Windows Phone handsets running dual-core processors and packing 4G LTE are in the pipeline, Microsoft's smartphone chief has confirmed, but none will arrive until software, chipsets and batteries are up to the challenge. Currently the Windows Phone platform isn't set up to capitalize on multi-core chipsets, Andy Lees told AllThingsD, while Microsoft and its partners took a conscious decision to hold off on 4G until the power/performance balance was addressed. Until then, though, Lees is confident that even single-core devices can hold their own against rival dual-cores.
"[New Mango devices are] all single core, but I suspect that they will be faster in usage than any dual-core phone that you put against it, and that's the point" Lees insisted. Currently dual-core processors are common among Android handsets, while Apple's recently announced iPhone 4S is the first smartphone from the company to pack a multi-core chip.
As for 4G, "the first LTE phones were big and big [users] of the battery," Lees points out, "and I think it's possible to do it in a way that is far more efficient, and that's what we will be doing." The exec declined to say whether the first LTE Windows Phones could be expected this year or next.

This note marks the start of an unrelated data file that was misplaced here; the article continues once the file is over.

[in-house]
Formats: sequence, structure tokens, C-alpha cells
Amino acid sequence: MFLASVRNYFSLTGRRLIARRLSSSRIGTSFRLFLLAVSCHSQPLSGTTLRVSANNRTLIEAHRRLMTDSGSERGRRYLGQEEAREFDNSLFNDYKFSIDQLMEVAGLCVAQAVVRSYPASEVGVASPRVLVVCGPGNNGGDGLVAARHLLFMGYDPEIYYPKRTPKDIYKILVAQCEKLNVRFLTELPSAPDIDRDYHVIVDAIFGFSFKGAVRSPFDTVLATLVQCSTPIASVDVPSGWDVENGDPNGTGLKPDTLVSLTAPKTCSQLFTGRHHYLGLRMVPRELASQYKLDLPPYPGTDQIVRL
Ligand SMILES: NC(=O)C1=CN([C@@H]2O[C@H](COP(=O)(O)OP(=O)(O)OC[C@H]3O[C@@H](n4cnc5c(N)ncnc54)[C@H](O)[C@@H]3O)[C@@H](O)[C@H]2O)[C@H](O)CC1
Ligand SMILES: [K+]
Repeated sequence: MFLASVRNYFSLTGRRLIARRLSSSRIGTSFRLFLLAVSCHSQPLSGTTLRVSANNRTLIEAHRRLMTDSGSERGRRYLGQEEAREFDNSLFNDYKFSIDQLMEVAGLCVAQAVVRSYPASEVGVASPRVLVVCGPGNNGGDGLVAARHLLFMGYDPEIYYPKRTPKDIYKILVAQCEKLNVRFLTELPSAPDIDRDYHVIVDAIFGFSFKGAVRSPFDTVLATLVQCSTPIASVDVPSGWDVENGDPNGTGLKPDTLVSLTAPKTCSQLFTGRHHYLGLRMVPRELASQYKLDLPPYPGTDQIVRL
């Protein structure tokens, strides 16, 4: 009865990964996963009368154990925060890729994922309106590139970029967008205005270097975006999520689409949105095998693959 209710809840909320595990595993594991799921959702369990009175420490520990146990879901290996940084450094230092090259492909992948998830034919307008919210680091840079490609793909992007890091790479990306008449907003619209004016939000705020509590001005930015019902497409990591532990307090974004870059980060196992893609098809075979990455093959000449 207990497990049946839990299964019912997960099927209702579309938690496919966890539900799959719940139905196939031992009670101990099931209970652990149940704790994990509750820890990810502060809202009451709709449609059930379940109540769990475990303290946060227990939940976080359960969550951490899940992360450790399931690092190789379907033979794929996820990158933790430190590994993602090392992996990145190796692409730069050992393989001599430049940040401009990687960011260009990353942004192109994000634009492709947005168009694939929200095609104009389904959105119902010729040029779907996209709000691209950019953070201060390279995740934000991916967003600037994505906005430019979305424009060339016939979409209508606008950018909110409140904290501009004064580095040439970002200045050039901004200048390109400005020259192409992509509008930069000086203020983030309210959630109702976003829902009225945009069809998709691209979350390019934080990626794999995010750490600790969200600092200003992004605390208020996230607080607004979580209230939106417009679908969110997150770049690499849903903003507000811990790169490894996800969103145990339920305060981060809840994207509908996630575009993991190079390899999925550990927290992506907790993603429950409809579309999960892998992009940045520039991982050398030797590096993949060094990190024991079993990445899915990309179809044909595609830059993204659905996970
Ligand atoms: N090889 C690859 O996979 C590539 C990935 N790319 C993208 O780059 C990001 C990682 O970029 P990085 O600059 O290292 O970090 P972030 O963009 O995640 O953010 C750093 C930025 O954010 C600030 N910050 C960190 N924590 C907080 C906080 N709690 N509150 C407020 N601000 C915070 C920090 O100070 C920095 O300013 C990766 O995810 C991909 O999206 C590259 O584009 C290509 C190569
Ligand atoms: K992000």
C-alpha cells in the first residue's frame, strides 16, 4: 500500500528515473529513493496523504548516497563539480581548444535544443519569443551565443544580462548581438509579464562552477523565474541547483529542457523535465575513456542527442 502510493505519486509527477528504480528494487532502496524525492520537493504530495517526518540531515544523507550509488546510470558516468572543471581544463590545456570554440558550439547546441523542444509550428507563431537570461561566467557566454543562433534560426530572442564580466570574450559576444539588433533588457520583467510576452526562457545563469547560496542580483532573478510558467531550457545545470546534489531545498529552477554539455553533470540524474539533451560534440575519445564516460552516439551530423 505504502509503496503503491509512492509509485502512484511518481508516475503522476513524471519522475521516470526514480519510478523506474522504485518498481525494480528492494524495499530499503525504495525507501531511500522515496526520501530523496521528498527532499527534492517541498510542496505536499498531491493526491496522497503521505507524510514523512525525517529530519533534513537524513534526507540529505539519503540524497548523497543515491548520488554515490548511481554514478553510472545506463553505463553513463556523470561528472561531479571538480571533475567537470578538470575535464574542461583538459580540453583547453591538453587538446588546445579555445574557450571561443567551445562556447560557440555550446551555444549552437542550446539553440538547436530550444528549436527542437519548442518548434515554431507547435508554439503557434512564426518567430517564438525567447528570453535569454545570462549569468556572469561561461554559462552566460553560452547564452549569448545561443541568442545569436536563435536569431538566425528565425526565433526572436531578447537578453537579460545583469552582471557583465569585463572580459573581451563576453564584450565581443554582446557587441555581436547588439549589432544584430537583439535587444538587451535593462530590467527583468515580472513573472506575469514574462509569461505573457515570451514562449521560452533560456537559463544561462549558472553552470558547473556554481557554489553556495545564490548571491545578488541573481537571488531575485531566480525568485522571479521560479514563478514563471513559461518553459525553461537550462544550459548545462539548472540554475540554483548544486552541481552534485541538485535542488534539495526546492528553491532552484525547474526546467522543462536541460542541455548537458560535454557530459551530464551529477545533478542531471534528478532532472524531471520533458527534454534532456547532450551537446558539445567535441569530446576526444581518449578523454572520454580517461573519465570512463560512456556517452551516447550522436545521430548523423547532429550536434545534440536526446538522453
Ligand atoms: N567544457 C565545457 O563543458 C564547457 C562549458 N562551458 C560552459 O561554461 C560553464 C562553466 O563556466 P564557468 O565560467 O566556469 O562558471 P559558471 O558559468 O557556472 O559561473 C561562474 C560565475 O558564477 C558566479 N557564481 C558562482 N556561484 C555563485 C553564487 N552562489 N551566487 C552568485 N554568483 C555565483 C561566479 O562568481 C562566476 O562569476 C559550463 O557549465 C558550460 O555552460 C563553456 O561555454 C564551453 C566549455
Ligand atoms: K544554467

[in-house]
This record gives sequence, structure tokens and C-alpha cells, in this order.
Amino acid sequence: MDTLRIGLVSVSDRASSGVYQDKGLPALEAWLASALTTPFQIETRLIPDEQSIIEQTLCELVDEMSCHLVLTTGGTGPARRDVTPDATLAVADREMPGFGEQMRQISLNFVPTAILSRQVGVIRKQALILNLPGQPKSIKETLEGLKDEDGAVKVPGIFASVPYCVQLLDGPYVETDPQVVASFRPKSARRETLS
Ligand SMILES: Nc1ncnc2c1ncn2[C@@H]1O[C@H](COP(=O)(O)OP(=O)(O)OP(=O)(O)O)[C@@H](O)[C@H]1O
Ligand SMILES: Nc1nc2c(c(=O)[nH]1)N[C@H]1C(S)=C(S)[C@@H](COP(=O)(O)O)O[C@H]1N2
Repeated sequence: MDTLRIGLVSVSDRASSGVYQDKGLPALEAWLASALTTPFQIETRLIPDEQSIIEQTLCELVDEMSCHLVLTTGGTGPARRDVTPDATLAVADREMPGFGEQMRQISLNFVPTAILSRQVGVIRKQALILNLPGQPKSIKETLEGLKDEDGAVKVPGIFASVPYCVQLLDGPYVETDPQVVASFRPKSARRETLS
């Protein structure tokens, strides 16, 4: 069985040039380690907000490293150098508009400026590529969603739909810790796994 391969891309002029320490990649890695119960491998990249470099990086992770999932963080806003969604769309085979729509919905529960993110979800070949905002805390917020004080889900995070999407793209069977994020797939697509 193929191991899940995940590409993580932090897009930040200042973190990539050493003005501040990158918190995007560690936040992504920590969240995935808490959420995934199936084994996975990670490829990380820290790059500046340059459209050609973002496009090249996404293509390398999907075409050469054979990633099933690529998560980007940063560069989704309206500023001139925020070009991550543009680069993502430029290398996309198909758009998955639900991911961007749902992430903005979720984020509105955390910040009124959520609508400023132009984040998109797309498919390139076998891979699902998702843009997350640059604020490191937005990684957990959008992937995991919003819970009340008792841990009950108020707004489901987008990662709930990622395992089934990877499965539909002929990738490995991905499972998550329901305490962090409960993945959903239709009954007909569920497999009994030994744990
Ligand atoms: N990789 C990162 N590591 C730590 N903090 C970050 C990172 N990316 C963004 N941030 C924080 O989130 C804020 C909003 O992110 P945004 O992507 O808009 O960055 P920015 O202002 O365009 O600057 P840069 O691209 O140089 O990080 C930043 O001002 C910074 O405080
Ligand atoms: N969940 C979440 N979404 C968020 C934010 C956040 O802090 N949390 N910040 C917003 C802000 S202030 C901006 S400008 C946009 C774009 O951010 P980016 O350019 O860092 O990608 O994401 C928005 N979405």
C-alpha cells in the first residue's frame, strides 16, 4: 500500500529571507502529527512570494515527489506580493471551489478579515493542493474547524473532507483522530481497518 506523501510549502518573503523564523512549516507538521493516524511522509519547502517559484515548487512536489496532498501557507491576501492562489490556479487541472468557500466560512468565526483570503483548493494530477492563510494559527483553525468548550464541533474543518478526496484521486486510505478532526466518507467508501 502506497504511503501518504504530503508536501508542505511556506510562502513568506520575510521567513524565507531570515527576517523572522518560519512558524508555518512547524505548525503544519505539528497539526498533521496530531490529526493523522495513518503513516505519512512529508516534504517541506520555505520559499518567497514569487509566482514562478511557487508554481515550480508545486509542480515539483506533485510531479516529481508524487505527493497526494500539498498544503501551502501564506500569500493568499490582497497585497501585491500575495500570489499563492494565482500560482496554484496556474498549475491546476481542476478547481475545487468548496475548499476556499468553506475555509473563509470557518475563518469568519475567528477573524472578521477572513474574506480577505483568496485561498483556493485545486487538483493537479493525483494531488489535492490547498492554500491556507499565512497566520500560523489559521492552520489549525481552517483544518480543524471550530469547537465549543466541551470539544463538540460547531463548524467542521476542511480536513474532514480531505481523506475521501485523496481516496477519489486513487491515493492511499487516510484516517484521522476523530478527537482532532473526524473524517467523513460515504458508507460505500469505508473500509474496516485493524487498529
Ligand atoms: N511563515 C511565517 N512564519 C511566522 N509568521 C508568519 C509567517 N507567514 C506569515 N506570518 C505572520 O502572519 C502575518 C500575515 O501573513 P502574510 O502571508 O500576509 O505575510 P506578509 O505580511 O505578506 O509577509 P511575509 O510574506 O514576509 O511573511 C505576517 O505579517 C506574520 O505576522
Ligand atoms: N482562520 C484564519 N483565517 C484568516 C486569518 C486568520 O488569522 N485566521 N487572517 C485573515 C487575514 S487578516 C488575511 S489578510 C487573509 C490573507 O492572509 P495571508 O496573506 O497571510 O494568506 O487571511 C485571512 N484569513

Finally, despite the long gap in-between Windows Phone's initial release in October 2010 and Mango's arrival now, Lees believes the software momentum will be faster from now on. Microsoft is unsurprisingly working on the next major release, with the possibility of a minor update in-between. "If your pace is too short, then the magnitude of what you can deliver gets limited because of the time it takes to do all of the testing required to ship at very, very high quality" Lees cautions. "Having said that, what you don’t want to do is just have huge, great long release times where you’re out of the market."